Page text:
Suburban Problems, Volume IXVII

These women definitely have great park strips.

When you grow up living in a New York City apartment, you do not think about things like the care and cultivation of of the “park strip” outside your front door (the part that isn’t the sidewalk and isn’t the street), as it is a spot most likely decorated with things like Diet Coke cans, and a stack of empty Chinese food cartons, and somebody’s broken TV. You probably haven’t even noticed it’s there. You almost certainly have no idea who’s taking care of it. And you definitely don’t know the term “park strip.”

As of two months ago, I know what a park strip is, because it turns out that in the suburbs, you own yours, and when it must be dealt with, it is you who must do the dealing. My park strip, for example, no longer really exists, as it was torn up by the city while they fixed the sewer line running down our street, and then they never came back. And charged me $3,500 for the pleasure. (Mmmmhmm you read that right. Apparently when the sewage from your entire street overflows into your driveway and you call the city to have them come fix it, they won’t work on it unless the sewer access point for your property is within five feet of the street. So unless you want to continue accessorizing your front yard with your neighbors’ poop, you will have to pay to relocate it. Home ownership, WHEE.)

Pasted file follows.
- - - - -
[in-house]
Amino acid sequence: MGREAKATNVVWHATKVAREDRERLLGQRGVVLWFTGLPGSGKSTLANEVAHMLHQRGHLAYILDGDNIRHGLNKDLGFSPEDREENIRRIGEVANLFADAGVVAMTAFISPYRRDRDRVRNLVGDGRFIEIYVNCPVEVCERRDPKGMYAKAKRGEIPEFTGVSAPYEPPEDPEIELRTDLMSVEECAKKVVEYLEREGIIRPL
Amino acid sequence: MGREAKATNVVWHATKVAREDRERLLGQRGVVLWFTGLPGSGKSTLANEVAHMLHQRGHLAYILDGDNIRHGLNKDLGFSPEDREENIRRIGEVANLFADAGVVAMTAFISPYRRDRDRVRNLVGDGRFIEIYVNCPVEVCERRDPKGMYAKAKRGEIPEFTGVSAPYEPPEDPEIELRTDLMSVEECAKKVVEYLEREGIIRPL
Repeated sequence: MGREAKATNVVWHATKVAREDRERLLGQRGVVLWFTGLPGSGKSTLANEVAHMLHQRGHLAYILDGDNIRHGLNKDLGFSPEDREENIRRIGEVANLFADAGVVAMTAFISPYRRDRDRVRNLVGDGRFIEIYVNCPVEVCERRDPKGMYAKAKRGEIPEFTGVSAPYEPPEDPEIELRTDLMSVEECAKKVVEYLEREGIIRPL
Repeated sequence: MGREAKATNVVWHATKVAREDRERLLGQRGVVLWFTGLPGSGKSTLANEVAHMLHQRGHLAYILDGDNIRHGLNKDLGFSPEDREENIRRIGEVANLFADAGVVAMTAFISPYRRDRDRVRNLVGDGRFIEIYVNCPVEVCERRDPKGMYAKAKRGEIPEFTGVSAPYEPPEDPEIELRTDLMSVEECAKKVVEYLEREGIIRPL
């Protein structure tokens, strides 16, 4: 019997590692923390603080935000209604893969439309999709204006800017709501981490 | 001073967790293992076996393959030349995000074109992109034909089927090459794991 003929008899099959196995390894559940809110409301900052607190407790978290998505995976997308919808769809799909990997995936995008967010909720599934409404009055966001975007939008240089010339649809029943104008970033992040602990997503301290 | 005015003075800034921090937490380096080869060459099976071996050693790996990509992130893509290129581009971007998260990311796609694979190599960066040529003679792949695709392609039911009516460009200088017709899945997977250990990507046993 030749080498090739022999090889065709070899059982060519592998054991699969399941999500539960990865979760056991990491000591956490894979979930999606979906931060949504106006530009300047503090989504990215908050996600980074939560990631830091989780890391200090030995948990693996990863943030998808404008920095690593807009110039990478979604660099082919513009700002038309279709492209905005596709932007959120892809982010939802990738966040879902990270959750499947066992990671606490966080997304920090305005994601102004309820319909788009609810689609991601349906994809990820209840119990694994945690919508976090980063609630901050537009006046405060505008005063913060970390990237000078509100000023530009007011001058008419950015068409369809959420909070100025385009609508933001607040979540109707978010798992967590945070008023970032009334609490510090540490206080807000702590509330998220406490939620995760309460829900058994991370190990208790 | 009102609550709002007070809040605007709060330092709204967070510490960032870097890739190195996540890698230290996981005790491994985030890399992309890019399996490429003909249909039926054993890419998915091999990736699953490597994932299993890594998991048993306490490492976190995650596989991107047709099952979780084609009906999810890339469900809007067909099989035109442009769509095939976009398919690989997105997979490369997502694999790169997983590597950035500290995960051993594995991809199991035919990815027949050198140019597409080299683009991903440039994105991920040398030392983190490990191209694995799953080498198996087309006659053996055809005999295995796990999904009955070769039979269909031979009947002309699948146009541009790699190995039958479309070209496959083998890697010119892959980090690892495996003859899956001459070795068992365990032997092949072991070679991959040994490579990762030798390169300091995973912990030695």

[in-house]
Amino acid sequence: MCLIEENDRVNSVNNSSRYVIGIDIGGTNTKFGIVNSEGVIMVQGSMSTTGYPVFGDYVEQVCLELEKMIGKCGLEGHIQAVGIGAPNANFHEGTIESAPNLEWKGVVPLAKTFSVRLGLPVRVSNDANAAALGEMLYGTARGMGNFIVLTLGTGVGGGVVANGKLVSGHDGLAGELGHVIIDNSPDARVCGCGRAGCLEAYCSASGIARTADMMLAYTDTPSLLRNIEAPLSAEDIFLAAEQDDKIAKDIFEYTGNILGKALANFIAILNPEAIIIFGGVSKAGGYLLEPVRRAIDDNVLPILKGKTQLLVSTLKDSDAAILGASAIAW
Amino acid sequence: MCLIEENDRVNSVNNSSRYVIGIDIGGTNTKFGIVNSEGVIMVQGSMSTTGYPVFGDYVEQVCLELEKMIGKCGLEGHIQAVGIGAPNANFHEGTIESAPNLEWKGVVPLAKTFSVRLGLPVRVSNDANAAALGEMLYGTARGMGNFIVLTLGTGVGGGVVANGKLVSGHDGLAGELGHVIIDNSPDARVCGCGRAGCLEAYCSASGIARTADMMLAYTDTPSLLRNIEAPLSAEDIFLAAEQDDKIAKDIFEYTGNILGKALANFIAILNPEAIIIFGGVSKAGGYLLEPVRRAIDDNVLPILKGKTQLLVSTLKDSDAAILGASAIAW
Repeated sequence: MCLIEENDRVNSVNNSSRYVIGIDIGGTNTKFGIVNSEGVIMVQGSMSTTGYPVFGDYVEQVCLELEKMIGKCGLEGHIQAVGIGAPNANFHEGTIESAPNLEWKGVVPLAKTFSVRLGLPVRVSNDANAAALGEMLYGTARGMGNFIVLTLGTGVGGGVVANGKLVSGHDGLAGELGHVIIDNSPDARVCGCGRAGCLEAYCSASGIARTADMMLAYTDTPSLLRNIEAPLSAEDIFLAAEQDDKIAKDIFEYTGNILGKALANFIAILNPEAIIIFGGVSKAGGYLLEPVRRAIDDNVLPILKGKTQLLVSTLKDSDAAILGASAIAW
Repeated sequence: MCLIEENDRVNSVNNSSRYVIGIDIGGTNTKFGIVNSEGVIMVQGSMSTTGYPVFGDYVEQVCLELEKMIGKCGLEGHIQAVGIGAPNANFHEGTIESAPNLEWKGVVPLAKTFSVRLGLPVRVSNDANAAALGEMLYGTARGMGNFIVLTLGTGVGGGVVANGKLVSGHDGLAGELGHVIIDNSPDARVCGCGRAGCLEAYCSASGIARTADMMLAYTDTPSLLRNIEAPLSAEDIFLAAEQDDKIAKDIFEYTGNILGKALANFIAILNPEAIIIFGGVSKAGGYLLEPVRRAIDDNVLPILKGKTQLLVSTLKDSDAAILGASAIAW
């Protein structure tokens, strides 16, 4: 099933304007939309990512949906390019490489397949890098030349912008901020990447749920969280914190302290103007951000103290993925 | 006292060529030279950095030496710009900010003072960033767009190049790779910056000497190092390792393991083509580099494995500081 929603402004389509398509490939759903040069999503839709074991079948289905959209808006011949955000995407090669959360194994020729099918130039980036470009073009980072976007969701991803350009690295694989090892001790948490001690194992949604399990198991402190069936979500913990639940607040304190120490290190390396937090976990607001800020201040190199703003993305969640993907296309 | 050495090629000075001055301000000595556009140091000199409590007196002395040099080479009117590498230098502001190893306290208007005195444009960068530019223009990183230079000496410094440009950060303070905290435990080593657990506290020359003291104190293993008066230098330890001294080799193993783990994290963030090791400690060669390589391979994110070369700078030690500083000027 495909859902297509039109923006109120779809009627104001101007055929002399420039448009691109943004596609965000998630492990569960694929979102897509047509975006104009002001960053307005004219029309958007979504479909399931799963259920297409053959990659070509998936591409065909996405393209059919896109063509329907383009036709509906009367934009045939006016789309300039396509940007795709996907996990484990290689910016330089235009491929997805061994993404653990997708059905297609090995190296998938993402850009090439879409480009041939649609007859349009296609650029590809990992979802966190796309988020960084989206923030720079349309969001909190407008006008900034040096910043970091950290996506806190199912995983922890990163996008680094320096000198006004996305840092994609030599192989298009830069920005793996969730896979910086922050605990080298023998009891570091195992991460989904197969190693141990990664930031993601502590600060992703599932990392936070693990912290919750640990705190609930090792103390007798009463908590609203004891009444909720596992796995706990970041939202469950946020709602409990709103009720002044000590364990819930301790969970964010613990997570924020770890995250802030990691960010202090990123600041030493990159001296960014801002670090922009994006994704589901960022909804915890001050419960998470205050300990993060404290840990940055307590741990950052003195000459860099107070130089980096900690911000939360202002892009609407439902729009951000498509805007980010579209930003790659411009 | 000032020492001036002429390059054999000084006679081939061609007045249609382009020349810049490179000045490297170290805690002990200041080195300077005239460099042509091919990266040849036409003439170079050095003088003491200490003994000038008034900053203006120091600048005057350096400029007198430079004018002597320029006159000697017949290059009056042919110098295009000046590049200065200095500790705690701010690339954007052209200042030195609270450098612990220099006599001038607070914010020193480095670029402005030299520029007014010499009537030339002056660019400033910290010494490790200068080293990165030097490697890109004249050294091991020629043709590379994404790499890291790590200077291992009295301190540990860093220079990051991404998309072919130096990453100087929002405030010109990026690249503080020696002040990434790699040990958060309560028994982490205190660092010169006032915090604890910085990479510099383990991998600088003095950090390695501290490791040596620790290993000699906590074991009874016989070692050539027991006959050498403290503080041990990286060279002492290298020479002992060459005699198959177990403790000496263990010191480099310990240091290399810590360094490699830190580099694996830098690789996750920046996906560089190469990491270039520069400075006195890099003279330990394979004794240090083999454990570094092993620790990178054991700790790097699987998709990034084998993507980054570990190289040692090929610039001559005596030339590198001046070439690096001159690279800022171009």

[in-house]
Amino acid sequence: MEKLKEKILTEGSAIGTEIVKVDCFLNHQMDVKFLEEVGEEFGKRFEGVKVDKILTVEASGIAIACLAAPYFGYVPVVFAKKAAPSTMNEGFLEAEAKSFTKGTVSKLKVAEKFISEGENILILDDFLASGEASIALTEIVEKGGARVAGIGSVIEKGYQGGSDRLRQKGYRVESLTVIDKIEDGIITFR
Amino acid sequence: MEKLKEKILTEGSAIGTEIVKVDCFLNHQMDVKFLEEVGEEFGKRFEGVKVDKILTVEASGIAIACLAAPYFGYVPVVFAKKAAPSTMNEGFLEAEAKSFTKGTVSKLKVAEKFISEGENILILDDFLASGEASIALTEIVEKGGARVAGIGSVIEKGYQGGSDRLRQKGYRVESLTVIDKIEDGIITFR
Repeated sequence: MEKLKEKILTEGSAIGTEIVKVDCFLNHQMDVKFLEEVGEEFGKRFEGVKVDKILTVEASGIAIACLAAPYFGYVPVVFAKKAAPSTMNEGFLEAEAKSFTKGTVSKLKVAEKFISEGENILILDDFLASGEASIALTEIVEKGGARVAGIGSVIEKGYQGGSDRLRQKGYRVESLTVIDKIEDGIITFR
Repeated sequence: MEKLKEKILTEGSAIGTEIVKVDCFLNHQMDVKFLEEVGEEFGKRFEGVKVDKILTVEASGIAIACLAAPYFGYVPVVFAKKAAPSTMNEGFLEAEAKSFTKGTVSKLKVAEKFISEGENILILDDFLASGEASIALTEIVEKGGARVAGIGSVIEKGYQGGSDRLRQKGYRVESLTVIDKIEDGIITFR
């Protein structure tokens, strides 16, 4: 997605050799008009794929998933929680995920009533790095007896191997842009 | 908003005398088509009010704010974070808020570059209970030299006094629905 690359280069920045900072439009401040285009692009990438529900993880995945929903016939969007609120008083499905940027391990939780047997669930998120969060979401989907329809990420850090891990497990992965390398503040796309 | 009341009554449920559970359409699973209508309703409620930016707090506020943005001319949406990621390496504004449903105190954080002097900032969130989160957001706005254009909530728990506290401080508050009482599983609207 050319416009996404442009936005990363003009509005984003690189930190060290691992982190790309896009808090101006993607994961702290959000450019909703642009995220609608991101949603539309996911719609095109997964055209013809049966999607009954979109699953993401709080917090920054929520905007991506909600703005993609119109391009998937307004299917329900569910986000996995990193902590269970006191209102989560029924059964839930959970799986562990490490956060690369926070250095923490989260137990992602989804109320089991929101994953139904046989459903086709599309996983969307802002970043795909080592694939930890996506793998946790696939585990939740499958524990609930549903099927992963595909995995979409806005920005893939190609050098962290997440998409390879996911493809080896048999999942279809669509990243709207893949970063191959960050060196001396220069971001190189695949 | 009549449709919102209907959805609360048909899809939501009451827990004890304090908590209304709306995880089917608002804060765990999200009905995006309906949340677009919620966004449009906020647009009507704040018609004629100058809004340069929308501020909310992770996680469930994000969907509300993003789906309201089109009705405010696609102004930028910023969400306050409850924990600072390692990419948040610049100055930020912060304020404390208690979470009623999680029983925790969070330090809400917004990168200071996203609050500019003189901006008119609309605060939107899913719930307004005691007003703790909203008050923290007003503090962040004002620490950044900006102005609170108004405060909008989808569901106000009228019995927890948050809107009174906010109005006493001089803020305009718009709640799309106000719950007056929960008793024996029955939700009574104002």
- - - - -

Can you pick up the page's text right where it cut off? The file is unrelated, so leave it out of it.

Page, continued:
So rather than have massive, jagged holes decorating the street in front of our house (curb appeal!) I decided to go ahead and tear out the rest of the park strip and put in black mulch and plants. (And yes I did take the cement out myself using a sledgehammer, and yes I did end up with a prescription for anti-inflammatories so that I would one day be able to move my neck again.) But that’s not the point of this post. The point of this post is that when you are a city apartment-dweller who becomes a suburban homeowner, all of a sudden you are confronted with myriad decor conundrums that lay far beyond the bounds of things you’ve ever even begun to think about.

Like the other day, my friend Alisa said, “Hey, you really need to replace your hanging sconces.”

…Replace my…what? ….Where?

I hadn’t even consciously realized there were hanging sconces outside our house, because I had paid as much attention to them as I’d paid to the ones hanging outside the apartment building that I lived in growing up, which was zero. Aren’t exterior lights just…what they are? Like, whatever they were when the person who built the place built it and said, “hm I should probably put a light out here so nobody trips in the dark and dies?”